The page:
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On the way to Cameroon
On the way to Cameroon Lengdung Tungchamma

Cameroonian Soldiers Held Me For Hours, But I Will Go to Cameroon Again

Traveling abroad for a short trip, temporal or permanent stay will require you to seek insight and information about your destination. If it’s a place you haven’t been before then, you need to do your research – to prepare for the journey ahead.

Nigerians love to travel for many reasons. While many people can afford luxurious travel plans to popular destinations around the world, others prefer to explore Nigeria and neighbouring countries.

In this new interview series, I will be conducting interviews with fun-loving Nigerians who have been exploring the world. These interviews aim to enlighten people about foreign destinations.

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The destination for this article is Bimbia, Cameroon. Our guest is a Nigerian tourist named Lengdung Tungchamma. He is a book reviewer and travel enthusiast who lives in Jos, Nigeria. He owns a little space on the internet where he shares his thoughts and travel experiences called Little Ends.

Lengdung was on a 3-day trip to Cameroon in early April 2022. His decision to travel to Cameroon was based on the proximity of Nigeria to Cameroon and his love for history. If you want to spend a brief time or an eternity there, read the article till the end.

How did you travel from Jos, Nigeria to Bimbia, Cameroon?

First, I traveled to Calabar, from where I boarded an Uber that took my companions and me to the Calabar beach. At the beach, we got a speed boat to Oron, and from Oron, we took another boat that took us to Cameroon. The immigration officials stamped our passports before we were allowed entry into Cameroon, but we paid 5,000 Francs, approximately ₦3,500, for the authorization.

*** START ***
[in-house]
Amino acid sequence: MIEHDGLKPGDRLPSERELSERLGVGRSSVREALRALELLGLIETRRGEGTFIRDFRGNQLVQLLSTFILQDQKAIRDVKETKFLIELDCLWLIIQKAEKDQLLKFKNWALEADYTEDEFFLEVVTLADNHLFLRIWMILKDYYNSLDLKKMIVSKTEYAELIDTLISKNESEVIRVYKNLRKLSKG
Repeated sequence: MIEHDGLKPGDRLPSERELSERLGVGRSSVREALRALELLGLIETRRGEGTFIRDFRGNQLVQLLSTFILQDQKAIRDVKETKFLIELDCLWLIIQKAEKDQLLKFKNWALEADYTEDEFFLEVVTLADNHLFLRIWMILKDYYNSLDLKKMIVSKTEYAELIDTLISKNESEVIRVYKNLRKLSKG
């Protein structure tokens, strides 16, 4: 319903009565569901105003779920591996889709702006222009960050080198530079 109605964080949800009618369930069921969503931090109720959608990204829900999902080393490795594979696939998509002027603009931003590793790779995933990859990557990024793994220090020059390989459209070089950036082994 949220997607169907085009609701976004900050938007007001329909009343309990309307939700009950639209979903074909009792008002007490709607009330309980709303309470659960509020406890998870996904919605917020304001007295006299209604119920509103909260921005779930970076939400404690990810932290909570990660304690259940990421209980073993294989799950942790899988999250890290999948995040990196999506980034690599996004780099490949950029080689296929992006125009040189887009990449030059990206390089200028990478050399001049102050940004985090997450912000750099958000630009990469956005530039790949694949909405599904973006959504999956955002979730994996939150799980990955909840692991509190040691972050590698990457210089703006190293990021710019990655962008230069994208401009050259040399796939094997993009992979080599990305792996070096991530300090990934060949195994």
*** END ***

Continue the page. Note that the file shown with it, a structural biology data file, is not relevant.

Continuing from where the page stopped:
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On the way to Cameroon/Source: Lengdung Tungchamma


What inconveniences did you experience during the journey?

It was a crazy and scary ride on the open sea. The journey was very inconvenient, but it was adventurous. It gave us memories.

First impression when you entered Cameroon 

Chaotic! The place was chaotic; the port was rowdy, just like Nigeria. It’s not a big difference from Nigeria.


What surprised you the most?

The Pidgin English is what surprised me the most. It is supposed to be like our Pidgin English, but it is worse than that. For instance, if someone wants to say that “We dey go your house”, they will say, “We be dey cam your house“, which is funny to me.

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How did you spend your first night there?